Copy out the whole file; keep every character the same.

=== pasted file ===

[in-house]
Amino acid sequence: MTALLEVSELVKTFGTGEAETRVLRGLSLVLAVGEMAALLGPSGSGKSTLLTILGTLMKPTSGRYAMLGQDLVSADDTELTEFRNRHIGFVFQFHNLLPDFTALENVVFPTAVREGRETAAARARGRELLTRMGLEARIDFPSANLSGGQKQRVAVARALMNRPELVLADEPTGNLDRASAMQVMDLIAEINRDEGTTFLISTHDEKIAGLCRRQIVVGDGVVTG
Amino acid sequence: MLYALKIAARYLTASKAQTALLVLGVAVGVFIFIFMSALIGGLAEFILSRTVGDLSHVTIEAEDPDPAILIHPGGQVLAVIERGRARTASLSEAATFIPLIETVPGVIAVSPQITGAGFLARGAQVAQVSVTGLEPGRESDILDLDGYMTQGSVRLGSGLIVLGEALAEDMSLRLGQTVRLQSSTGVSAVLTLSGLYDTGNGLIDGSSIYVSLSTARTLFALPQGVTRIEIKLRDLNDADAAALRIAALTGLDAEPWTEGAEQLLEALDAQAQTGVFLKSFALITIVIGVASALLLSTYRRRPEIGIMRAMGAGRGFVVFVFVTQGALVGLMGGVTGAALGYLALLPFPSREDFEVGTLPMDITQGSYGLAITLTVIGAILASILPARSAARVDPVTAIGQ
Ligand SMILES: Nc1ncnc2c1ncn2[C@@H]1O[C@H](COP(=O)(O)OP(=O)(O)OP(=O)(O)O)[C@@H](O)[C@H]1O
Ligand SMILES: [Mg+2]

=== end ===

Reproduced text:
[in-house]
Amino acid sequence: MTALLEVSELVKTFGTGEAETRVLRGLSLVLAVGEMAALLGPSGSGKSTLLTILGTLMKPTSGRYAMLGQDLVSADDTELTEFRNRHIGFVFQFHNLLPDFTALENVVFPTAVREGRETAAARARGRELLTRMGLEARIDFPSANLSGGQKQRVAVARALMNRPELVLADEPTGNLDRASAMQVMDLIAEINRDEGTTFLISTHDEKIAGLCRRQIVVGDGVVTG
Amino acid sequence: MLYALKIAARYLTASKAQTALLVLGVAVGVFIFIFMSALIGGLAEFILSRTVGDLSHVTIEAEDPDPAILIHPGGQVLAVIERGRARTASLSEAATFIPLIETVPGVIAVSPQITGAGFLARGAQVAQVSVTGLEPGRESDILDLDGYMTQGSVRLGSGLIVLGEALAEDMSLRLGQTVRLQSSTGVSAVLTLSGLYDTGNGLIDGSSIYVSLSTARTLFALPQGVTRIEIKLRDLNDADAAALRIAALTGLDAEPWTEGAEQLLEALDAQAQTGVFLKSFALITIVIGVASALLLSTYRRRPEIGIMRAMGAGRGFVVFVFVTQGALVGLMGGVTGAALGYLALLPFPSREDFEVGTLPMDITQGSYGLAITLTVIGAILASILPARSAARVDPVTAIGQ
Ligand SMILES: Nc1ncnc2c1ncn2[C@@H]1O[C@H](COP(=O)(O)OP(=O)(O)OP(=O)(O)O)[C@@H](O)[C@H]1O
Ligand SMILES: [Mg+2]